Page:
Franklin Elementary focus is on the students and their academic needs. There is a huge percentage of parental participation/involvement. There is an afterschool program as well as enrichment courses available for the students.
We were extremely disappointed with Franklin school and took our children out after 1 year. We felt that the principal was ineffective and nonresponsive to complaints. There is so much emphasis on learning to the standardized tests, that creativity in teaching has been removed from the classroom.
Strong parental involvement both in the classrooms and in fund-raising activities. The school district takes it's music classes very seriously. Afterschool sports and extracurricular classes are numerous and interesting. I would love to see art/history of art and languages become part of the curriculum.
We have been at Franklin for five years, and are so pleased! What a rarity: excellence academics, lots of extras like music, art, drama, and gardening, caring teachers, and an active and real community of parents.
My son spent six years at Franklin and just graduated from fifth grade. We moved to the district specifically for this school. We were very happy with our choice and I highly recommend this school. The teachers were all good, some superlative. There is a lot of parent involvement and parents feel very welcomed in the classroom and in lots of volunteer opportunities. Test scores are good, there's a feeling of caring and comraderie -- we are sad to be leaving, but I feel my son is well prepared for middle school.
We have been at Franklin for seven years. Two children, a boy and a girl. Some of the amazing qualities that make Franklin so special are its diversity, its committment to excellence, its vibrant and caring parent community, the traditional, lovingly maintained campus, and most of all the caring, enthusiastic, outstanding administration and teaching staff. Franklin rountinely wins safety awards, teaches to the 'whole child', stresses values and personal responsibility, encourages community involvement and academically is incredibly strong. But if I had to point to the reason many of us love it so it would be the sense of community and belonging that is found there. My son is an individualist, an intense, challenging little guy who needed a lot of direction and care. He received that, and much more, at Franklin, and we believe it is the reason he is thriving in middle school today. I am forever grateful.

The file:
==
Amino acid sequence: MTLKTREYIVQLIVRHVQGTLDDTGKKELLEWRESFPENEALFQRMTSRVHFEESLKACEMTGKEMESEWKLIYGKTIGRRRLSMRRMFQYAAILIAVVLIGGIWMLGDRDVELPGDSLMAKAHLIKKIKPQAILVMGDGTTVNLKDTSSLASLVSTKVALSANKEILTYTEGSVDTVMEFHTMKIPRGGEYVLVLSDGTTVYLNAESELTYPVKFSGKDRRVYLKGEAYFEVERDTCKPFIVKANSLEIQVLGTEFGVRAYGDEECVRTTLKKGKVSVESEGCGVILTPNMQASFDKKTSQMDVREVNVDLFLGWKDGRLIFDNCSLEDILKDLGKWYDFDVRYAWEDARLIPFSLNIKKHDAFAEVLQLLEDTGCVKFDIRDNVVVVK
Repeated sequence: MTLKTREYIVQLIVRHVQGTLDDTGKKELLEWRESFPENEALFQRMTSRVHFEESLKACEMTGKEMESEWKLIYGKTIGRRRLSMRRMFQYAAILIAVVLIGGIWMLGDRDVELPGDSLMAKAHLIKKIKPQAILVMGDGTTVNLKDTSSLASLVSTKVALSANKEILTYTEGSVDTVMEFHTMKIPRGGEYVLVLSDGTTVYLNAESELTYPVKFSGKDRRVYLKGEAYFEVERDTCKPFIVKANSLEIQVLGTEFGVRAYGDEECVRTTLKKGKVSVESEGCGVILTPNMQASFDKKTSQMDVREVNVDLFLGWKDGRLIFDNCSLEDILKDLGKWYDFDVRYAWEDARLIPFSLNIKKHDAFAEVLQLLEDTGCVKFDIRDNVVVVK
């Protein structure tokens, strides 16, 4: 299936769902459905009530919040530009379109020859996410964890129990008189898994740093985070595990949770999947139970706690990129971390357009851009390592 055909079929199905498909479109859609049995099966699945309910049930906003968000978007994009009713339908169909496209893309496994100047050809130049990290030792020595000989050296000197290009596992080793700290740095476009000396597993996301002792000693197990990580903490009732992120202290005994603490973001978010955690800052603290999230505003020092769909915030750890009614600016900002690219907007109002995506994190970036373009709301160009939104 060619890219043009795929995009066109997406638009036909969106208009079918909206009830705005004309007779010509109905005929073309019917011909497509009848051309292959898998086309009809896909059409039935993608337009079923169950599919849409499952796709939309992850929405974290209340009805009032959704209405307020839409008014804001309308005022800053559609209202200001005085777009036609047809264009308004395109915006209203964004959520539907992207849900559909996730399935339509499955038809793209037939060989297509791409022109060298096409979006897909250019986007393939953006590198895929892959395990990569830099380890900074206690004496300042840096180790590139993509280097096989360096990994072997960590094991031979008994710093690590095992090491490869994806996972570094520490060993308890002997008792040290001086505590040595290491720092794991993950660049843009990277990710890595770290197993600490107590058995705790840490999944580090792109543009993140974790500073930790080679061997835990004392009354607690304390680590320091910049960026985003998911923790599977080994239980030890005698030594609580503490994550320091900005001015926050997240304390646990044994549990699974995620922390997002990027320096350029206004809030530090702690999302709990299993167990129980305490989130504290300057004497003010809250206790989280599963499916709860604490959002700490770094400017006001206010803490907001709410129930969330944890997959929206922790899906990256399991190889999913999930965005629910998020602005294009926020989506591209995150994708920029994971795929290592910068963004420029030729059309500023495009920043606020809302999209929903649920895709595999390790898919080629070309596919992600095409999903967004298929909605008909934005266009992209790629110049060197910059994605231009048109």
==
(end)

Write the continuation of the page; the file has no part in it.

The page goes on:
I've been a parent at Franklin School for 3 years and I'm still consistently impressed with the quality of leadership, education, community and caring at this school. My other two children went to private schools before we moved to the Santa Monica school district. I feel, without a doubt, that the quality of education at Franklin is at least equal to the finest private school--if not better. And, being a neighborhood public school there is not the ego-driven 'have vs. have not' attitude I often have seen at private schools.
This school is fine if your child is of the outgoing, high achiever sort. But my son, who attended from 1st to 4th grade, was shy and had minor learning problems, though extremely high test scores. There was a real lack of a plan for dealing with children who didn't fit the ideal. By 4th grade, because of increased class size (30+), we were looking for a way to get him a quieter environment. He was placed in a 'special day class' with some 'mainstreaming.' We were blatantly misled: the SDC, it turned out, had an ED (Emotional) designation (not LD/Learning)-- mainly troubled, disruptive children--highly inappropriate for our overly-sensitive, intelligent son! And the mainstream teacher treated him like a visitor and an inconvenience--did not remember his name, and when they came up short one book, my son was urged to read over someone's shoulder (he was the ONE child without a book), just for instance. In 3d grade, parents met regularly to complain of the 2 hours daily homework given, and the flippant attitude of the teacher (lots of 'too bad's). That was remedied by moving her to 1st grade--the next year. 1st grade and 2nd grade, however, were good, though still not particularly suited to anyone who wasn't nearly-precocious. In the end, we considered our 4th grade experience to be a wash--he learned almost nothing--and moved him to a smaller school to repeat the information and the grade. We are thrilled with their ability to address all different personalities. He never falls through the cracks here, is totally mainstreamed, and is thriving with minimal extra care.
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The Community Rating is the school’s average rating from its community members (e.g., parents, students, and school staff). The highest possible rating is five stars; the lowest is one star.
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